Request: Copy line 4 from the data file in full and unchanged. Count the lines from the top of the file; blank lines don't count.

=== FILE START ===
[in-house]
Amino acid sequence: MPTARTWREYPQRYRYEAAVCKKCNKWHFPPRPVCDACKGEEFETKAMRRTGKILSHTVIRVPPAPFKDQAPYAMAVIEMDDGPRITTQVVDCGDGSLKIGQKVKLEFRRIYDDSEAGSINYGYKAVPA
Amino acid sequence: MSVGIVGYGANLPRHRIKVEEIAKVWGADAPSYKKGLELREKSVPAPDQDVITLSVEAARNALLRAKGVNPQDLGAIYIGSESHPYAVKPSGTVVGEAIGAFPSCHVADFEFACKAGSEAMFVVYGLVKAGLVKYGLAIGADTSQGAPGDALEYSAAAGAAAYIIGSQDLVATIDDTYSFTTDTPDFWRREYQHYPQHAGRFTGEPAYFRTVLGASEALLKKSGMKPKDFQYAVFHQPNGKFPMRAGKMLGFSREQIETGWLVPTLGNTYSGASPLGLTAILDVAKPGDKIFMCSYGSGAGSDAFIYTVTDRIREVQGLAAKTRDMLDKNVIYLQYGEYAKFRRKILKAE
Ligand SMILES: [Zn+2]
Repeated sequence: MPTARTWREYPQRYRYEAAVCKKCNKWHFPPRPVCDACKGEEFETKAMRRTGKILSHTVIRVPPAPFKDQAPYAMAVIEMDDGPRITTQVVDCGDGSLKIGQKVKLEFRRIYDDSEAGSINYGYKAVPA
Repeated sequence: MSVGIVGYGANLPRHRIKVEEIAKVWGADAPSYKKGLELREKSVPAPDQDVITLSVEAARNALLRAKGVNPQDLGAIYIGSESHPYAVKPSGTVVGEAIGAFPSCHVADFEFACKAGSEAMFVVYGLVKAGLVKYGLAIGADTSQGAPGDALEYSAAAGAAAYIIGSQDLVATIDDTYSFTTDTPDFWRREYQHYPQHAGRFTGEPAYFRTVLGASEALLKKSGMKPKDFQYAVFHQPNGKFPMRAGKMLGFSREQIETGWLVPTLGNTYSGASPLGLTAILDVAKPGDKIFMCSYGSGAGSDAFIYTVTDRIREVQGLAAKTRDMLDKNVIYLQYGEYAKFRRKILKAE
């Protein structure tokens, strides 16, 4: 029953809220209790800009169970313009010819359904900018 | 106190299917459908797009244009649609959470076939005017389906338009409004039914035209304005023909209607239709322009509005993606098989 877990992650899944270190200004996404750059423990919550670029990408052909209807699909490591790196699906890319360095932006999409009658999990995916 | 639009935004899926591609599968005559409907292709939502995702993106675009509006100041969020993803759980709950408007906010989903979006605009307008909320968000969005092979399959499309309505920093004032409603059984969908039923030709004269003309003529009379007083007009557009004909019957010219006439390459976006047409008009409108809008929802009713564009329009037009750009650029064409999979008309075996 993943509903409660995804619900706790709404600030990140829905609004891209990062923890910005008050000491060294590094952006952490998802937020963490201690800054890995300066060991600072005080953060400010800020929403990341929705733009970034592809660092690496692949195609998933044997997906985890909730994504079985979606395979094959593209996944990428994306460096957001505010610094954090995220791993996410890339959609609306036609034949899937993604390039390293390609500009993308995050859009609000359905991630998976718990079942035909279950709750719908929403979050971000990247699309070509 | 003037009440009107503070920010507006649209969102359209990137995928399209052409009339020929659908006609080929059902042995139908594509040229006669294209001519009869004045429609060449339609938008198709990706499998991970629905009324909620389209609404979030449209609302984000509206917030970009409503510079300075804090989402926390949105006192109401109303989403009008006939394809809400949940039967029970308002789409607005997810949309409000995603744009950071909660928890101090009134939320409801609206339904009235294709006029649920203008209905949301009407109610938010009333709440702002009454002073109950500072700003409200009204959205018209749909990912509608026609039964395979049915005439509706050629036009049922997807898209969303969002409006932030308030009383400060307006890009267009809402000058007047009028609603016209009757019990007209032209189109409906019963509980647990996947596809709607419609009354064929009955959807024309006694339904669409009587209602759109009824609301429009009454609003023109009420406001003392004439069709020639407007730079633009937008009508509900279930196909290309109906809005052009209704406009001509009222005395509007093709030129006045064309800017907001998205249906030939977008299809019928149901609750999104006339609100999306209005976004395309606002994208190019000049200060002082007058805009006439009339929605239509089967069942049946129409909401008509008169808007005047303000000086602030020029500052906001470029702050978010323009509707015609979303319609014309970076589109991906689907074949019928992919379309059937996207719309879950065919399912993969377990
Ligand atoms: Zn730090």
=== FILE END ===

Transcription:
Ligand SMILES: [Zn+2]